privacy-security-risk

Authored by Jenn Behrens, Partner and Executive Vice President of Privacy.

The IAPP 2016 Privacy.Security.Risk (PSR) Conference in San Jose, California did not let us down. The IAPP Privacy Academy and CSA Congress came together to present this great forum for professionals in both the privacy and security arenas to collect, share, and learn from one another through a series of workshops, presentations and panel discussions. The PSR focuses on the interplay of privacy and security with risk, which reflects the shift in industry to understanding the relevancy of risk assessment and management in organizations. This dovetailed nicely with recent similarly focused events such as NIST Privacy Controls Workshop we attended and reported on a couple of weeks ago.

Notable speakers and presenters repeatedly demonstrated this understanding, and provided both the overarching context as well as practical applications of managing the risk of privacy and security implications for organizations. I could have spent days with each of them exchanging insights into and innovations in privacy, security and risk management with the diverse array of institutions with which we each work.

The members of the Women Leading Privacy and Security Breakfast panel which I moderated was no exception: Amanda Bell Smith, CIPP/E, VP, Workforce Data Privacy Officer, Fidelity, Juanita Koilpillai, President, Digital Risk Management Institute; CEO, Waverley Labs and Chenxi Wang, Chief Strategy Officer, Twistlock. The panel discussion focused on the collaborative leadership skills for managing organizational privacy, security and risk in contemporary businesses. These ladies are all exemplifying leadership qualities in these areas, and I often found myself completely absorbed by their accounting of their work in privacy, security and cyber-risk fields in addition to listening about lessons learned about rising in their respective careers as strong women. Some of the key lessons learned about their rise and path to leadership across their careers are to think holistically and strive to reduce silos, to be willing to take a stand and then be able to back up their stance with concrete statements and from a position of power, and strive to be proactive and not reactive in the industry.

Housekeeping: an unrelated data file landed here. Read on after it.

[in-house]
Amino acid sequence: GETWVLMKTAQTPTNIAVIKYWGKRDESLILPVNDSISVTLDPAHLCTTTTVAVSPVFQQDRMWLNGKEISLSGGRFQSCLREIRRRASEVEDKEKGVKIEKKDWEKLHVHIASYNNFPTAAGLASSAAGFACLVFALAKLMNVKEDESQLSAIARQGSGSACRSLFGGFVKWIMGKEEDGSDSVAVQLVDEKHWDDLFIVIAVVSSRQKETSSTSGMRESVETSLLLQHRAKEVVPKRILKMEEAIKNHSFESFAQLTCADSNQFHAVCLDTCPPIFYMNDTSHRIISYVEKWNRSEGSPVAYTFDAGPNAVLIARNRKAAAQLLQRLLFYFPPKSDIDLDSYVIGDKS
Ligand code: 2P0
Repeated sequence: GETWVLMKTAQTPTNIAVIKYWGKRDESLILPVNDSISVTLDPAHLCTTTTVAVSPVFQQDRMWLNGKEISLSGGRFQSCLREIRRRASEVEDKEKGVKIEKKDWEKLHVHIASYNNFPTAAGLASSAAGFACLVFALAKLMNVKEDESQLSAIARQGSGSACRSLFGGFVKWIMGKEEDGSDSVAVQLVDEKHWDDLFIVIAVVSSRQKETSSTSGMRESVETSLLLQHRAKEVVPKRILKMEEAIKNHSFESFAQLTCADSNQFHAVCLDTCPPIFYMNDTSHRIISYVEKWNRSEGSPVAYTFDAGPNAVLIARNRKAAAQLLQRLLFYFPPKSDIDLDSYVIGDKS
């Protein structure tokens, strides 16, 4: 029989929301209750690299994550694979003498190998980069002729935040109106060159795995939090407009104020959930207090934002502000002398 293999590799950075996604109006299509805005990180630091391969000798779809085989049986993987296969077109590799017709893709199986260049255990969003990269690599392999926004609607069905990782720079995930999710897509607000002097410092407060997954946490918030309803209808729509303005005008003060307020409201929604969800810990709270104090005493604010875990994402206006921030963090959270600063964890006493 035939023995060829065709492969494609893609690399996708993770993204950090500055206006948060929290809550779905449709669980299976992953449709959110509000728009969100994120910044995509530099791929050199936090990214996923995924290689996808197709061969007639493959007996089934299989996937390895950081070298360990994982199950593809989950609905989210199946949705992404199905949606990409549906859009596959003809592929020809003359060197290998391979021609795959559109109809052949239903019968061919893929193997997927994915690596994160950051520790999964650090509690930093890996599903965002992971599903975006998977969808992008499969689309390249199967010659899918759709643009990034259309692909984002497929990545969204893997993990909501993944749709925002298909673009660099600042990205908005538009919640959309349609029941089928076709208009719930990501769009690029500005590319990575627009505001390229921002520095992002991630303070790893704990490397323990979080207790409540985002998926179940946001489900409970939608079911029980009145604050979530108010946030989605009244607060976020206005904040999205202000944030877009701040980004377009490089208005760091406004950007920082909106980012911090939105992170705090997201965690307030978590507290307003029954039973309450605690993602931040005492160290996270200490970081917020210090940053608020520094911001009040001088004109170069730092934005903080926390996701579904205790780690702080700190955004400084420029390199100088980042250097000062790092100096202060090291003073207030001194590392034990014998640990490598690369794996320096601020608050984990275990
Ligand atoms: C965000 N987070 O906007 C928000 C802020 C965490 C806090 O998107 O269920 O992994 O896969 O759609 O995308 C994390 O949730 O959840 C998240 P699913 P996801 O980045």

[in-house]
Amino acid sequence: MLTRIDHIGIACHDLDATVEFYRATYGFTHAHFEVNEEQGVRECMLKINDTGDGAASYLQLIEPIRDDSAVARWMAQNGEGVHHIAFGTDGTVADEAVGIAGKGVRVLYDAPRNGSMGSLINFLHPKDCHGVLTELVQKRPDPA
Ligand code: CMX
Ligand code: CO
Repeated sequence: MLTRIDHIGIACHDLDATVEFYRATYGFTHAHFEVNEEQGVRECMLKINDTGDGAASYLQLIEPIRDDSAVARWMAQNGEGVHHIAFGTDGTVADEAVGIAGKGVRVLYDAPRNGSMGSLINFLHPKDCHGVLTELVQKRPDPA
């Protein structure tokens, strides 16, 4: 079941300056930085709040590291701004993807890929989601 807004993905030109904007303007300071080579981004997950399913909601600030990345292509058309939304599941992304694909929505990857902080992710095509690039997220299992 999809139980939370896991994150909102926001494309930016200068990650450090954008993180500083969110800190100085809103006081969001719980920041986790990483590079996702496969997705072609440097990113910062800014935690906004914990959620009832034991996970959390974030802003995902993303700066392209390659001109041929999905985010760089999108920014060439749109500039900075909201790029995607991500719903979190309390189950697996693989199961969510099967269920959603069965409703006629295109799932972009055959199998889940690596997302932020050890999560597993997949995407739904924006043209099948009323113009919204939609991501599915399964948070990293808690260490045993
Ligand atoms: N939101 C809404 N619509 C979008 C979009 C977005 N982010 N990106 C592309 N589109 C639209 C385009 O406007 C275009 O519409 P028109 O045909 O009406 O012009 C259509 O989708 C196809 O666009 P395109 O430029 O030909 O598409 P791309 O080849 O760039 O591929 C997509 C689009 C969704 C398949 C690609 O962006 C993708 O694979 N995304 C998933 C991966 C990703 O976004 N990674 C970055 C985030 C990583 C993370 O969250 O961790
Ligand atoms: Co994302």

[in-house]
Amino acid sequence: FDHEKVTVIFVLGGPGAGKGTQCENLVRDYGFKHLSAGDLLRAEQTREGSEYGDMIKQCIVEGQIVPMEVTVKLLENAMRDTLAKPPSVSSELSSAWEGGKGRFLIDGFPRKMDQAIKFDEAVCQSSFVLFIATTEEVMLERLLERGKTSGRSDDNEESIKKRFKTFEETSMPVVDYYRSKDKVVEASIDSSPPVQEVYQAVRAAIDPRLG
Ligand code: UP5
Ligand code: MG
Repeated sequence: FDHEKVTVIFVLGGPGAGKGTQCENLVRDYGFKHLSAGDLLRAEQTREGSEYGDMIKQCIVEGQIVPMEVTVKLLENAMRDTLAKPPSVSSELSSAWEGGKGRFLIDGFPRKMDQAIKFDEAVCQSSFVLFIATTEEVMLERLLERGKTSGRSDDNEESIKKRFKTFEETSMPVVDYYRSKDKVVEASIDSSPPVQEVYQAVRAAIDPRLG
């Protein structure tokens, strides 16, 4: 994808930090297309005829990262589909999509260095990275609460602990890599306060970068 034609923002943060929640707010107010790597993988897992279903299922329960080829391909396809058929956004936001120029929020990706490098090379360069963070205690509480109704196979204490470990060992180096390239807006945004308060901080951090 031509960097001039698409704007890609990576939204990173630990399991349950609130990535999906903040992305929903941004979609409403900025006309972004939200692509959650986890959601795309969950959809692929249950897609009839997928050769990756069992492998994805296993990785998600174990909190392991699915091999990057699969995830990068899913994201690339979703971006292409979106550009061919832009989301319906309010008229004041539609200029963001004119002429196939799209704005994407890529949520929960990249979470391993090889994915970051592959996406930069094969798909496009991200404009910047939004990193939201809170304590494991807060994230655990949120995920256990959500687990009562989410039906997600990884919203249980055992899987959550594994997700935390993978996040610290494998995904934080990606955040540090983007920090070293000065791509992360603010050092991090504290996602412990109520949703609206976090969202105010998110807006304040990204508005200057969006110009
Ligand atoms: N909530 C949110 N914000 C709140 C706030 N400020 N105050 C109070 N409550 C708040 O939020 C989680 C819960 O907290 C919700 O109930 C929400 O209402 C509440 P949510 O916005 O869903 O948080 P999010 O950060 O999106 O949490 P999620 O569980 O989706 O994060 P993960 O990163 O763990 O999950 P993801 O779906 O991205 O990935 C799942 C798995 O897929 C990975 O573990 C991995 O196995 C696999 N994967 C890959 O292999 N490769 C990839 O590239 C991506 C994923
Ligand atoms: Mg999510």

I was proud to moderate and guide this panel of strong female leaders in privacy, security and risk. And, I was pleased to see such a focus in the sessions on the intersections of privacy and security with risk assessment and management. We continue to support organizations in the pursuit of advancing their privacy and security postures in such a manner, and I hope to see you at the Global Identity Summit this week, as our company participates on the Federal Focus: Commerce Panel and discusses GSMA’s latest developments across the world and the United States deploying Mobile Connect.